Design thinking

The ultimate union of function and beauty: lyre-back armchair by Thomas Chippendale in the Library at Nostell Priory. ©National Trust Images/John Gibbons

The ultimate union of function and beauty: lyre-back armchair by Thomas Chippendale in the Library at Nostell Priory. ©National Trust Images/John Gibbons

I have been reading a thought-provoking book by Alice Rawsthorn entitled Hello World: Where Design Meets Life, analysing the pervasive presence and multi-facted role of design.

Fit for purpose, 1950s-style: melamine picnic set in the Butlers Passage at Tyntesfield. ©National Trust Images/Nadia Mackenzie

Fit for purpose, 1950s-style: melamine picnic set in the Butlers Passage at Tyntesfield. ©National Trust Images/Nadia Mackenzie

Rawsthorn shows how ‘design thinking’ (in David Kelly’s phrase) can help us to analyse problems, find solutions and persuade others to adopt them. She persuasively argues that design is not just high-end styling, but also includes aspects of psychology, sociology, communication and politics.

Shaping and shaped by the means of production: two engine-turned creamware vases produced by Josiah Wedgewood, in the Library at Saltram. ©National Trust Images/Andreas von Einsiedel

Shaping and shaped by the means of production: two engine-turned creamware vases produced by Josiah Wedgewood, in the Library at Saltram. ©National Trust Images/Andreas von Einsiedel

Josiah Wedgwood was engaging in design thinking when he brought together kiln technology, aesthetics, logistics and marketing to create and sell his eponymous ceramics. But so are the street traders and itinerant technicians of present-day Beijing when they customise their battered tricycles to suit their individual needs.

Functional, beautiful, but potentially deadly: mid eighteenth century pistol at Ham House. ©National Trust Images/John Hammond

Functional, beautiful, but potentially deadly: mid eighteenth century pistol at Ham House. ©National Trust Images/John Hammond

I don’t agree with everything Rawsthorn posits in this book, but that is partly what makes it an engaging read. She equates good design with moral integrity, which I find slightly problematic. Weapons, for instance, though intended to wound or kill, can be both aesthetically beautiful and technically efficient. I think they can be called ‘good’ from the point of view of design even if one might call them ‘bad’ from an ethical perspective. It seems to me we need to treat moral virtue and design quality as two separate issues – without denying the importance of either.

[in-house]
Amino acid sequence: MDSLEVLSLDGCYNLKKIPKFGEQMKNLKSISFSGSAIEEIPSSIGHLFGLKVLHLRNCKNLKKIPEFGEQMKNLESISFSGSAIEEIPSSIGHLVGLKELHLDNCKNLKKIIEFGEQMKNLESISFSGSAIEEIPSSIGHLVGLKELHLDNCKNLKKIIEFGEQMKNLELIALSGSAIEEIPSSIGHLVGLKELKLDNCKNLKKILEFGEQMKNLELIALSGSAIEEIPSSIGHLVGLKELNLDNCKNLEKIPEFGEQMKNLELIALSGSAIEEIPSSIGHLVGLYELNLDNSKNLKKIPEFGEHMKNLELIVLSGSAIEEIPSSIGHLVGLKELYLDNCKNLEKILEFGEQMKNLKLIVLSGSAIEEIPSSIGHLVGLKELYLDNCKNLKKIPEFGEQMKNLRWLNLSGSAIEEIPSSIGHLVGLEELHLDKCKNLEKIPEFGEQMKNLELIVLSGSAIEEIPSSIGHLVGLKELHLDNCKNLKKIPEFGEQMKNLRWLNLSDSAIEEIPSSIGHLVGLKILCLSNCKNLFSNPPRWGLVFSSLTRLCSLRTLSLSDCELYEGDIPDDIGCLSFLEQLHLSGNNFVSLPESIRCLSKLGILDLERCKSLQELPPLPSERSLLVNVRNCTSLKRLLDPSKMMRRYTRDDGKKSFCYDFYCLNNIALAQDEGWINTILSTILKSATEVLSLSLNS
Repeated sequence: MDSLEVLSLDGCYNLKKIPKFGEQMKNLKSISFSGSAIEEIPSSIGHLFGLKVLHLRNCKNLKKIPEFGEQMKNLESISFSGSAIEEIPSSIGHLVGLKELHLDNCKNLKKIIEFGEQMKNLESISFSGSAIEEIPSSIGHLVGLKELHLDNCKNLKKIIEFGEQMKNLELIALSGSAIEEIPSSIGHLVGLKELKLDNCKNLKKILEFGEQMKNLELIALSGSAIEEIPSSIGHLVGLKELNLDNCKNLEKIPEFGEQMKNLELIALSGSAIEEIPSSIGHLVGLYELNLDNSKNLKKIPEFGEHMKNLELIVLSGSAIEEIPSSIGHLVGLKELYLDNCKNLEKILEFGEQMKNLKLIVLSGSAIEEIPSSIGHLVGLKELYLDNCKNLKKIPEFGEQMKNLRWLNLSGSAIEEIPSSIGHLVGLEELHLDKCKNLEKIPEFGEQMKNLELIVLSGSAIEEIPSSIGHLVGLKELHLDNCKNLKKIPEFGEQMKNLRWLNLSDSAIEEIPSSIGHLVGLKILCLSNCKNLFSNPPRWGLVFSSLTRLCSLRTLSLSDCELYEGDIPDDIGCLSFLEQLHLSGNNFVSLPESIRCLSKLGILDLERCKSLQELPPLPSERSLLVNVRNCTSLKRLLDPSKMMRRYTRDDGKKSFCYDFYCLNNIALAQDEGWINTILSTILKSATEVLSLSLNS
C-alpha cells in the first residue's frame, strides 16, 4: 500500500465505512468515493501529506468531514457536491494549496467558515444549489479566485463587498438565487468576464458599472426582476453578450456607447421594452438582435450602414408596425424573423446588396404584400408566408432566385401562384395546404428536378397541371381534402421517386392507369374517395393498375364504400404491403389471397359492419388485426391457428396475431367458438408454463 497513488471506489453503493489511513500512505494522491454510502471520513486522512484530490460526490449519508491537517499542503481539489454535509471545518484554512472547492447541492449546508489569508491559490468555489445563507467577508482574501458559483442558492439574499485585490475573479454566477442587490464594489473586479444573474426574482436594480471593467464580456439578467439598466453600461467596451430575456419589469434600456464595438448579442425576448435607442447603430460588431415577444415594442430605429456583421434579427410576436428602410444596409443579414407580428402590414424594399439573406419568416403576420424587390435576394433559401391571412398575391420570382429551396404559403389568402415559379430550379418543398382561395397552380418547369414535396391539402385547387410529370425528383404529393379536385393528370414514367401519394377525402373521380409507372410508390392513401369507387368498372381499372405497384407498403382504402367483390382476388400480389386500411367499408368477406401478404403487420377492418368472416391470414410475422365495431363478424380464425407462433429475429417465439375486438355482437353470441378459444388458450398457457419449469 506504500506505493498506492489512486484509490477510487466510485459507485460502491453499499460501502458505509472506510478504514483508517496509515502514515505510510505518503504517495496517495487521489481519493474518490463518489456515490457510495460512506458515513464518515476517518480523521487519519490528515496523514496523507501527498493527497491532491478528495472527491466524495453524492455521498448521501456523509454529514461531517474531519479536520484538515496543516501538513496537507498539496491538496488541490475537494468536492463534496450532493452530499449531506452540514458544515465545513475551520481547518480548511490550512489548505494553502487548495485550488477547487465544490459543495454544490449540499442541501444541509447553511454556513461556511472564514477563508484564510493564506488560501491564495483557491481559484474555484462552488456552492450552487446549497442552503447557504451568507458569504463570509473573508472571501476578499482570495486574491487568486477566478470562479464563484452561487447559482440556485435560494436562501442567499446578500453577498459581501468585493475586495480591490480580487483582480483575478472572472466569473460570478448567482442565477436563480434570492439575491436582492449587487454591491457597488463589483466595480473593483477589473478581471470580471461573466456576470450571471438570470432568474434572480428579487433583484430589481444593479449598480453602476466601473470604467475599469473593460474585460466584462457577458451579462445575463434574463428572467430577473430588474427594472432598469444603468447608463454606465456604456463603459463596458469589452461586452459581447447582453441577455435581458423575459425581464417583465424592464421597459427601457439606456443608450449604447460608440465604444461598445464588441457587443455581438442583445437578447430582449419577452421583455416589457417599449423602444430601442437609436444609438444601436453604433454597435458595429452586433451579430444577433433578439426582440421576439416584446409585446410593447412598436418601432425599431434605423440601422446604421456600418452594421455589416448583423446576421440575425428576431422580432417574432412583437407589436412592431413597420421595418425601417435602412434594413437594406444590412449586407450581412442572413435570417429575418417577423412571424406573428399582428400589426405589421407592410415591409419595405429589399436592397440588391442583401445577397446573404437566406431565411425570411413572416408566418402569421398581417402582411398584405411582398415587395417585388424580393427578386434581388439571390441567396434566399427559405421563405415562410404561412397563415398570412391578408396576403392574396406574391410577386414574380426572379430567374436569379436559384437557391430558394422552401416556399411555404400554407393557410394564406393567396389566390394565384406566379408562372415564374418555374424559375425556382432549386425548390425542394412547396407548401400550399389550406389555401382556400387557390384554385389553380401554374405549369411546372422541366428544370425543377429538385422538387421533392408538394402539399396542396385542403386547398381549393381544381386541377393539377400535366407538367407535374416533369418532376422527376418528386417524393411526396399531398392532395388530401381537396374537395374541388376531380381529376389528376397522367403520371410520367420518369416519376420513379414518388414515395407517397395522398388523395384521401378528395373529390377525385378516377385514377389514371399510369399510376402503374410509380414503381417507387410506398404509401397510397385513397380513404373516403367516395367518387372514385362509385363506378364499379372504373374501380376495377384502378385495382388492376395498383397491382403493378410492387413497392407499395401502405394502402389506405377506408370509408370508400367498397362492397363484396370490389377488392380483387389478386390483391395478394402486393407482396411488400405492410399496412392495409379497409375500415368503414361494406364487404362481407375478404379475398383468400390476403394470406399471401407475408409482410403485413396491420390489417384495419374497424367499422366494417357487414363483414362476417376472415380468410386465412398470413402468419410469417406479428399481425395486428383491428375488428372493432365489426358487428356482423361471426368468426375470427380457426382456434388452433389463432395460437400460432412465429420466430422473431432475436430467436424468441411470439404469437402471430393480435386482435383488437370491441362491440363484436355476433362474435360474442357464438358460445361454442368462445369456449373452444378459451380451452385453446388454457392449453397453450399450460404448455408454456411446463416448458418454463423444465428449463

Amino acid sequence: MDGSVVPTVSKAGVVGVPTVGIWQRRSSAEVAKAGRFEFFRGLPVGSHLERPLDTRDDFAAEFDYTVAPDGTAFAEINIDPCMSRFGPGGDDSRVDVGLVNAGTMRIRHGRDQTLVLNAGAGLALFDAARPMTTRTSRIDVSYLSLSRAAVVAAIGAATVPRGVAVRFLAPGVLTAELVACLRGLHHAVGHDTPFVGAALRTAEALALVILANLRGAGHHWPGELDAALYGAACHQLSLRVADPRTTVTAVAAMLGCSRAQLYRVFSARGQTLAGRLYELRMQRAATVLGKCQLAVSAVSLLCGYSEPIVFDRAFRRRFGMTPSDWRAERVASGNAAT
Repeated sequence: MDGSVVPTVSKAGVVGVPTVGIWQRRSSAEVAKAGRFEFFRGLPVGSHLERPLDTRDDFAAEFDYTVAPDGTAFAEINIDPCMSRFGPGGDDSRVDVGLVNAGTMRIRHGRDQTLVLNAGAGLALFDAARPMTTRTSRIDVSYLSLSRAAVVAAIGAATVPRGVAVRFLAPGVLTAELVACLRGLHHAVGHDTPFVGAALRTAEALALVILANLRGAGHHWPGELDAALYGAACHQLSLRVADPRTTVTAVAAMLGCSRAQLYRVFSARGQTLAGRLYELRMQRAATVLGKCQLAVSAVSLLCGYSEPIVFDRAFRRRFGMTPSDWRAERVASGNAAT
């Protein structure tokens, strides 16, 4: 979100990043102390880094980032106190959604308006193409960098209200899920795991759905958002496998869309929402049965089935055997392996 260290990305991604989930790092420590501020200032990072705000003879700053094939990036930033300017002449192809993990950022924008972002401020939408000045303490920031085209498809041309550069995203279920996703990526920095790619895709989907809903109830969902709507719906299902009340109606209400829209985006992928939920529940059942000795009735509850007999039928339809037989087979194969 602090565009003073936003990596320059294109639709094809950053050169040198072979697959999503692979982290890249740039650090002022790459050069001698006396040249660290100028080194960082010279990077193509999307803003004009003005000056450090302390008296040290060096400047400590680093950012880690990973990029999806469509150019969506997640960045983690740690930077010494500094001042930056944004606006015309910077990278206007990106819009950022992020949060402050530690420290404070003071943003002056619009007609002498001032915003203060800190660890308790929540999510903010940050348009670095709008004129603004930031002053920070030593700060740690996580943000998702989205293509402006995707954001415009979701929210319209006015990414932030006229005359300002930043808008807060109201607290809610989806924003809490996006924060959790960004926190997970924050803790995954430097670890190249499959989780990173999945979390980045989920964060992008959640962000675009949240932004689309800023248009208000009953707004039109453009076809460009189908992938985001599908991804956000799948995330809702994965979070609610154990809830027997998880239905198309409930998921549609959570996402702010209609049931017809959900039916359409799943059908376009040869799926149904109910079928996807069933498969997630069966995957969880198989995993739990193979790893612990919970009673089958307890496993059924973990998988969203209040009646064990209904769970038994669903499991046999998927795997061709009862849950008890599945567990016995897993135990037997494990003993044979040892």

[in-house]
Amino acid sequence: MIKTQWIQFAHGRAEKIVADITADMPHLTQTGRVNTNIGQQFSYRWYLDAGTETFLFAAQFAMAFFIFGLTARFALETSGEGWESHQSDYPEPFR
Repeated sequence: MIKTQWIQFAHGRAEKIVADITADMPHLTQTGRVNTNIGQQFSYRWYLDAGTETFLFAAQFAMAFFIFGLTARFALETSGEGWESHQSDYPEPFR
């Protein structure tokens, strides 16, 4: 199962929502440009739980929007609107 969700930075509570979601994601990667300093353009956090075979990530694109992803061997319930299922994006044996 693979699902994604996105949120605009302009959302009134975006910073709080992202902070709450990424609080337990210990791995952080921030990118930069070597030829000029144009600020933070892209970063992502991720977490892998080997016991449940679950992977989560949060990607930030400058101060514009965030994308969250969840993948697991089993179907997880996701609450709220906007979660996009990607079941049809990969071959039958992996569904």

Is it design or is it art: carved wooden finial in the shape of a sea monster, on the Oak Staircase at Clandon Park. ©National Trust Images/Chris Lacey

Is it design or is it art: carved wooden finial in the shape of a sea monster, on the Oak Staircase at Clandon Park. ©National Trust Images/Chris Lacey

One the other hand, when Rawsthorn states that design and art can never be the same thing – because the former always has a function whereas the latter doesn’t necessarily have one – I don’t agree with her either. I tend to think that even ‘fine’ art fulfills all sorts of functions, it is just that they are slightly more abstract or intangible than those of design. Moreover, we live in an age when art and design seem to be increasingly resembling each other, and to her credit Rawsthorn describes some fascinating examples of that tendency.

Humble functionality, timeless beauty: mahogany 'Windsor' armchair, c.1760, in the Hall Gallery at Ham House. ©National Trust Images/John Hammond

Humble functionality, timeless beauty: mahogany ‘Windsor’ armchair, c.1760, in the Hall Gallery at Ham House. ©National Trust Images/John Hammond

But I am fully in agreement with the author about the list of qualities she thinks design and designers need in order to break free from the limitations of elitism and preciousness that have become associated with this profession. Rawsthorn argues that design needs more openness and empathy and that it needs to combine boldness with humility. It strikes me that those virtues are equally relevant to the museums and heritage sector.

10 Responses to “Design thinking”

  1. Deana@lostpastremembered Says:

    You know, this is a topic close to my heart. I do believe that design affects us in so many ways, both good bad and indifferent.

    A few years ago, someone made the point that 100 years ago, an impoverished seamstress worked at a beautifully decorated machine and that in the 1990s, CEOs were working on horrid plastic computers.